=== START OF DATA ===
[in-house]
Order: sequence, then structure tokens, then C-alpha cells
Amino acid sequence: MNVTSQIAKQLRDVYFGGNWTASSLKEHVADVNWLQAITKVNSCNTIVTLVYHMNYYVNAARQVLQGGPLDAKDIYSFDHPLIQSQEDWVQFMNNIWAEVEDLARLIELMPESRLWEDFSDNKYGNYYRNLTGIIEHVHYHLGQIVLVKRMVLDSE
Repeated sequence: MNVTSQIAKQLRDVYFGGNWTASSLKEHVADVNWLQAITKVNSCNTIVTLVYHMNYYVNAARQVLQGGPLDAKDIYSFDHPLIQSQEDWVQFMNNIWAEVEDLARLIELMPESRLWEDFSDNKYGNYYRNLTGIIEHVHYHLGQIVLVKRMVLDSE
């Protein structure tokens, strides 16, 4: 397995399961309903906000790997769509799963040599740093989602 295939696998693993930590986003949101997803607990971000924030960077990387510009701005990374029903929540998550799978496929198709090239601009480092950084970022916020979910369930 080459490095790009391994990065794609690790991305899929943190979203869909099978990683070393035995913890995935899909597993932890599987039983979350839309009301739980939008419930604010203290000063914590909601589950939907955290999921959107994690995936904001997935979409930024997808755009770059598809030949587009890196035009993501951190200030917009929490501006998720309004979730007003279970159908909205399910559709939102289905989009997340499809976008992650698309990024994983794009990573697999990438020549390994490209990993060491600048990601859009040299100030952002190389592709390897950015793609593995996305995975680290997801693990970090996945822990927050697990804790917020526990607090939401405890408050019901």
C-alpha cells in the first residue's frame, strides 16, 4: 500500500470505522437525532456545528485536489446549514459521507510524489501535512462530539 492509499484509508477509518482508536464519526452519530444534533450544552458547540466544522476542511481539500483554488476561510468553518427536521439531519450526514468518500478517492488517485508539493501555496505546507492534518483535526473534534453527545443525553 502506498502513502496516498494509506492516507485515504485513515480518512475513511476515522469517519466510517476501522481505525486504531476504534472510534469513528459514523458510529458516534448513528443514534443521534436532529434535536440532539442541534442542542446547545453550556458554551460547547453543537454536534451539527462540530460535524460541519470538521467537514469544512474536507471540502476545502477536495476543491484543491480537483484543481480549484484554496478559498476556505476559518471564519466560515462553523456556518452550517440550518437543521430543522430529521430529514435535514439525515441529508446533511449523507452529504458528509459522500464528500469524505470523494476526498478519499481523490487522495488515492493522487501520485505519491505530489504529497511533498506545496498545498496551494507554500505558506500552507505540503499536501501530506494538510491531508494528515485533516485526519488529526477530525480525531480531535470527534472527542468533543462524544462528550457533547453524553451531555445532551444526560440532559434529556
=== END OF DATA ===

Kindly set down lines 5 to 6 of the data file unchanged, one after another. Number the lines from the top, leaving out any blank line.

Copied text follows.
């Protein structure tokens, strides 16, 4: 397995399961309903906000790997769509799963040599740093989602 295939696998693993930590986003949101997803607990971000924030960077990387510009701005990374029903929540998550799978496929198709090239601009480092950084970022916020979910369930 080459490095790009391994990065794609690790991305899929943190979203869909099978990683070393035995913890995935899909597993932890599987039983979350839309009301739980939008419930604010203290000063914590909601589950939907955290999921959107994690995936904001997935979409930024997808755009770059598809030949587009890196035009993501951190200030917009929490501006998720309004979730007003279970159908909205399910559709939102289905989009997340499809976008992650698309990024994983794009990573697999990438020549390994490209990993060491600048990601859009040299100030952002190389592709390897950015793609593995996305995975680290997801693990970090996945822990927050697990804790917020526990607090939401405890408050019901």
C-alpha cells in the first residue's frame, strides 16, 4: 500500500470505522437525532456545528485536489446549514459521507510524489501535512462530539 492509499484509508477509518482508536464519526452519530444534533450544552458547540466544522476542511481539500483554488476561510468553518427536521439531519450526514468518500478517492488517485508539493501555496505546507492534518483535526473534534453527545443525553 502506498502513502496516498494509506492516507485515504485513515480518512475513511476515522469517519466510517476501522481505525486504531476504534472510534469513528459514523458510529458516534448513528443514534443521534436532529434535536440532539442541534442542542446547545453550556458554551460547547453543537454536534451539527462540530460535524460541519470538521467537514469544512474536507471540502476545502477536495476543491484543491480537483484543481480549484484554496478559498476556505476559518471564519466560515462553523456556518452550517440550518437543521430543522430529521430529514435535514439525515441529508446533511449523507452529504458528509459522500464528500469524505470523494476526498478519499481523490487522495488515492493522487501520485505519491505530489504529497511533498506545496498545498496551494507554500505558506500552507505540503499536501501530506494538510491531508494528515485533516485526519488529526477530525480525531480531535470527534472527542468533543462524544462528550457533547453524553451531555445532551444526560440532559434529556